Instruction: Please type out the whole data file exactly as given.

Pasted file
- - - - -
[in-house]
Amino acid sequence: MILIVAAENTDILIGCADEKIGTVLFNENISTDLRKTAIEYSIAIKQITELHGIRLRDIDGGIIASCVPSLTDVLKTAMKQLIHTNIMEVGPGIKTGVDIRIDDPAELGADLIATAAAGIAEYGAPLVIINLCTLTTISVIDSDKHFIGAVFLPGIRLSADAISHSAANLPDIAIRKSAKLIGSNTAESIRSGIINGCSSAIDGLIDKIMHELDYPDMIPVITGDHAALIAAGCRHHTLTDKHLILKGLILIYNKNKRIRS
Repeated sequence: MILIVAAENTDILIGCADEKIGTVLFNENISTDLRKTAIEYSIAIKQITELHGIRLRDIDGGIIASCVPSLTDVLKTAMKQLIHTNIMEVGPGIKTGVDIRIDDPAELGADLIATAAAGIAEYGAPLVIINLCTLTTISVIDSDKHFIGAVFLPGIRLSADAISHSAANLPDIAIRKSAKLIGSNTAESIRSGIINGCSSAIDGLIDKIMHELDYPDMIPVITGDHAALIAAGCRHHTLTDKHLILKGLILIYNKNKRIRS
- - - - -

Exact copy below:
[in-house]
Amino acid sequence: MILIVAAENTDILIGCADEKIGTVLFNENISTDLRKTAIEYSIAIKQITELHGIRLRDIDGGIIASCVPSLTDVLKTAMKQLIHTNIMEVGPGIKTGVDIRIDDPAELGADLIATAAAGIAEYGAPLVIINLCTLTTISVIDSDKHFIGAVFLPGIRLSADAISHSAANLPDIAIRKSAKLIGSNTAESIRSGIINGCSSAIDGLIDKIMHELDYPDMIPVITGDHAALIAAGCRHHTLTDKHLILKGLILIYNKNKRIRS
Repeated sequence: MILIVAAENTDILIGCADEKIGTVLFNENISTDLRKTAIEYSIAIKQITELHGIRLRDIDGGIIASCVPSLTDVLKTAMKQLIHTNIMEVGPGIKTGVDIRIDDPAELGADLIATAAAGIAEYGAPLVIINLCTLTTISVIDSDKHFIGAVFLPGIRLSADAISHSAANLPDIAIRKSAKLIGSNTAESIRSGIINGCSSAIDGLIDKIMHELDYPDMIPVITGDHAALIAAGCRHHTLTDKHLILKGLILIYNKNKRIRS